Martha C. Nussbaum is Ernst Freund Distinguished Service Professor of Law and Ethics at the University of Chicago.
Department of Philosophy
This collection of essays is most welcome addition to the burgeoning treatments of poverty and inequality. What is most novel about this volume is its sustained and informed attention to the explicitly ethical aspects of poverty and poverty alleviation. What are the ethical merits and demerits of income poverty, multidimensional-capability poverty, and poverty as nonrecognition? How important is poverty alleviation in comparison to environmental protection and cultural preservation? Who or what should be agents responsible for reducing poverty? The editors concede that their volume is not the last word on these matters. But, these essays, eschewing value neutrality and a retreat into technical mastery, challenge us to find fresh and reasonable answers to these urgent questions.
David A. Crocker
School of Public Policy
University of Maryland
In response to these questions, the author argues that development should aim at expanding people’s capabilities and functionings. Capabilities and functionings—capabilities that have been realized—tell us what people are actually able to do and be with their resources, goods, and formal freedoms. He advances the view that local stakeholders should have more authority in deciding what a development agenda looks like. This claim to local authority in development can be interpreted both as a claim to political authority and expert authority. Finally, the author argues that ad hoc, foundational, procedural, and mixed (multi-stage) methods need to be synthesized in order to select the best capabilities and functionings for development.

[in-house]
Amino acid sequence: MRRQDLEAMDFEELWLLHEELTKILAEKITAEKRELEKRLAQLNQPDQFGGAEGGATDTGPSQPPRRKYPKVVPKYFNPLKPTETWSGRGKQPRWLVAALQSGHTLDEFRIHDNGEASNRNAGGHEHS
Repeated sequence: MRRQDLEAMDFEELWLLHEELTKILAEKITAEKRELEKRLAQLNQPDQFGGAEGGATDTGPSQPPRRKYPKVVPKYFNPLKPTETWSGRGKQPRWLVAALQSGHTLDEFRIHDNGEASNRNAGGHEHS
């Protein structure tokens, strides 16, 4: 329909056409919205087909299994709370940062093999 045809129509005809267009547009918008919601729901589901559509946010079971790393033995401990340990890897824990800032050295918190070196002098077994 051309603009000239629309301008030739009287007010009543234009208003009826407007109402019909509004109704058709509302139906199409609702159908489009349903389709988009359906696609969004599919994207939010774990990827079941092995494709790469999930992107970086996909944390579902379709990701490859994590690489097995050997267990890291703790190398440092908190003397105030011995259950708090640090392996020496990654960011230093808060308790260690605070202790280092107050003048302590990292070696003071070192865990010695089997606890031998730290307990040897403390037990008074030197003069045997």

The Capability Approach in Practice provides a philosophical and systematic approach to setting development agendas. It is an important contribution to the literature on the capability approach and development ethics, which will appeal to a broad range of scholars within philosophy and development studies.
Although a liberal political framework protects individual judgments, May asserts that this right is based on the assumption of an individual's competency to make sound decisions. May uses case studies to examine society's approach to medical decision making when, for reasons ranging from age to severe mental disorder, a person lacks sufficient competency to make independent and fully informed choices. To protect the autonomy of these vulnerable patients, May emphasizes the need for health care ethics committees and ethics consultants to help guide the decision-making process in clinical settings. Bioethics in a Liberal Society is essential reading for all those interested in understanding how bioethics is practiced within our society.-- Mark P. Aulisio, Case Western Reserve University, Center for Biomedical Ethics